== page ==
The site is essentially squeezed into a corner between the buildings on either side. On the left, the whole wall is at a 15 degree angle, while on the right, various protrusions jut in from the neighbouring building, meaning each floor was a different shape.
I like this aspect of the building, I find that it makes it more interesting than a square or rectangular house and gives it character. But it made it incredibly complicated for us to get our heads around how each space would fit in such an odd shape and still look cohesive.
It sounds like a situation where having constraints forced you to be more creative than you might have been otherwise.
I think that’s true, certainly in architectural terms. As clients, we get to say, “I want to do this and that” but it’s the architects and builders who had to figure out how achieve it – and they did.
For example, one wall of the kitchen is at a 15 degree angle, so the units were precisely cut in such a way that they created the illusion of a parallel wall. Unless you look closely, you don’t notice the odd shape of the room.
As for the roof, I have no idea how they did it. In the end, they were cutting the pieces of wood by eye. If it fit, then it went in; if it didn’t, they’d cut it down until it did. Everything had to be crafted specifically for our home.
The stairwell was the biggest challenge. Each floor was a slightly different shape and ceiling height, which created an immense planning and engineering challenge.
The kitchen units on the left had to be precisely cut to hide the 15 degree angle of the wall behind it.
What advice do you have for people reading this who are considering a self build?
I’ve built a few other houses, but I had never done it the way DGA works, where everything down to each nut, bolt and screw is agreed in a contract ahead of time.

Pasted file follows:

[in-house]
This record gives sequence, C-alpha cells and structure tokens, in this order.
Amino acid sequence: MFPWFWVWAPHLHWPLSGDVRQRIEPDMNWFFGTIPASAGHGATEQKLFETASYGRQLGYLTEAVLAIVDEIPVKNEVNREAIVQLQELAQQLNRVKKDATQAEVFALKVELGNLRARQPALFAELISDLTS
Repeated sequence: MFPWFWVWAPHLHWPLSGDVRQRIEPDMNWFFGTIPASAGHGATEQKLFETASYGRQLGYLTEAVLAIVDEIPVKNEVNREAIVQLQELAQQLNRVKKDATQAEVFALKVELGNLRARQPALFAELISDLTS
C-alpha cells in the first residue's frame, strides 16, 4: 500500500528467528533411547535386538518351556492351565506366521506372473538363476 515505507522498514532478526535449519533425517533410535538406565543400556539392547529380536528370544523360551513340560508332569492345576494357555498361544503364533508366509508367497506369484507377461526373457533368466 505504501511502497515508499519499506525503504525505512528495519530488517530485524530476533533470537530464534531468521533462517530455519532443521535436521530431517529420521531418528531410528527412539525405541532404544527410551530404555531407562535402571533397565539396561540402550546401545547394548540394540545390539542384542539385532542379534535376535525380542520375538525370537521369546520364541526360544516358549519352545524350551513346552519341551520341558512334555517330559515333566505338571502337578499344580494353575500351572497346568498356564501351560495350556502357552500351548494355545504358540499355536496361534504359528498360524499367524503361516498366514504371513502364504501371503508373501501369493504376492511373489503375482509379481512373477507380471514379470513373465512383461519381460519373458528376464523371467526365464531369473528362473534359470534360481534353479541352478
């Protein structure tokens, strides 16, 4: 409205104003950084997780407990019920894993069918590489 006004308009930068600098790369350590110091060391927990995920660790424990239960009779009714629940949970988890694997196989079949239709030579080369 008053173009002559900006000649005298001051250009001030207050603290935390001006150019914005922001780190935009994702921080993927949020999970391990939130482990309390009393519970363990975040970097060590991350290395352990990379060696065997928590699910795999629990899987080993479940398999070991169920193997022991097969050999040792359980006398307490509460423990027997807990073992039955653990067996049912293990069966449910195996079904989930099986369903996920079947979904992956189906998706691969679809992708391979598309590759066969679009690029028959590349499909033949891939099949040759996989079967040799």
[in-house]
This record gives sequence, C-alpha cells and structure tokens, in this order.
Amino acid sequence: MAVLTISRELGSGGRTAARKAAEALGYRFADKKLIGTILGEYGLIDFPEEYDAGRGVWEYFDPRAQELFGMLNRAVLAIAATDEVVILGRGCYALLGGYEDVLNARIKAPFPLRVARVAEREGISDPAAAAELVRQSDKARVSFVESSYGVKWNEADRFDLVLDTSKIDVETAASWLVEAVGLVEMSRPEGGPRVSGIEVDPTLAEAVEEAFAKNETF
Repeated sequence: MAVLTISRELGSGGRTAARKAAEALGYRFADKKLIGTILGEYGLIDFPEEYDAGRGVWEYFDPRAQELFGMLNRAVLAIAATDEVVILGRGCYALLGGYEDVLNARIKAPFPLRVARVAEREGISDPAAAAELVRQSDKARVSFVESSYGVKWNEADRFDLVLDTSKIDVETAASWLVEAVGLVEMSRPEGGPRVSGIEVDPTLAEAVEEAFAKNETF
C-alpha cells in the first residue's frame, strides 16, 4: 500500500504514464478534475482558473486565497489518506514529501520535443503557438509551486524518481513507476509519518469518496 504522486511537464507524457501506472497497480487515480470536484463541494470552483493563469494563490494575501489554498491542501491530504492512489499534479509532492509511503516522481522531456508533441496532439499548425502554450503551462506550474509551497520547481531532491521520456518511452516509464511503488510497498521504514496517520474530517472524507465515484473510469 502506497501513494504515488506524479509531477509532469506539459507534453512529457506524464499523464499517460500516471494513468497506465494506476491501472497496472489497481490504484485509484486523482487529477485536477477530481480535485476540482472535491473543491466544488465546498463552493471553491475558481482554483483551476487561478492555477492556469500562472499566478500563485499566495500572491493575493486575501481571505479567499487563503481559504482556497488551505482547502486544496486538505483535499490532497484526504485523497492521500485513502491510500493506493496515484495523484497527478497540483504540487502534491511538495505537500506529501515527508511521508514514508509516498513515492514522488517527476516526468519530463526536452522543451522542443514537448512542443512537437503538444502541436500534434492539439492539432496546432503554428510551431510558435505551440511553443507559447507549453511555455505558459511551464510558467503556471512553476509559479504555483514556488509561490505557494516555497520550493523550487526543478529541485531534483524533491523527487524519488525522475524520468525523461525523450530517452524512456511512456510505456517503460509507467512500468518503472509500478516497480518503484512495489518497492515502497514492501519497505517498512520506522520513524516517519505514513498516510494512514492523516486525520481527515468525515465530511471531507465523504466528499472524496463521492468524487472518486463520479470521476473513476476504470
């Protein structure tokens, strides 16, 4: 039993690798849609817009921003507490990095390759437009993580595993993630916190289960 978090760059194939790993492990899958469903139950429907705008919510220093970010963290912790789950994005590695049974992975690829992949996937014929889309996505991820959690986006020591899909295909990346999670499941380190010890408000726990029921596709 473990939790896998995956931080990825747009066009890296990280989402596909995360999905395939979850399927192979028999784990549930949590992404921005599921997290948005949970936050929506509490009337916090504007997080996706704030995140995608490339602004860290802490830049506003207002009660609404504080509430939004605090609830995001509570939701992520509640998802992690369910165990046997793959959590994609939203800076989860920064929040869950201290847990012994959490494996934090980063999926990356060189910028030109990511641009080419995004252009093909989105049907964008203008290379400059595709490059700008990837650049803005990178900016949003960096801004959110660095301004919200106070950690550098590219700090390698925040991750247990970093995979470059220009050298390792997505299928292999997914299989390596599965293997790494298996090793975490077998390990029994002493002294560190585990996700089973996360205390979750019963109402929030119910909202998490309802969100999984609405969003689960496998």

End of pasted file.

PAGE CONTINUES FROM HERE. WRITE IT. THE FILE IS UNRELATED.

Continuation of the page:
Usually, I would complete one stage of the project, then figure out what I wanted to do next. I made decisions as I went along, which is easier than trying to visualise everything on a page and a stripped out site, but it meant I would often have to go back over work that had already been completed.
It’s easier in that sense, but it’s much, much more disruptive, time consuming and expensive. Having all the details and costs decided in advance was far cheaper and quicker.
DGA and Galower Builders delivered a very complicated project on time, within budget and with very few changes from our initial design. I thought it was an amazing achievement.
So if you were to do another self build, you would go down the same route again?
I definitely would, though I’m not sure I’ve got the energy to do another one!
Finally, what are you enjoying most about the house since you’ve moved in?
While the outside has a traditional feel, the inside is bright and calm, almost like an art gallery – especially once we started hanging up our art collection. Every week we’ve been adding something new, slowly developing it and letting the house grow around us.
We keep discovering new quirks to its character. For example, because no walls are parallel, when you hang a mirror it doesn’t reflect what you expect it to. You get this odd, almost four-dimensional space. It’s fun.
Overall, the house is warm, it’s comfortable, everything is brand new and works. It’s a real family home, which we didn’t have for a long time.
Want to see more of Owen’s unique family home? Click here to join Michael Gwynn on an interior design photo tour.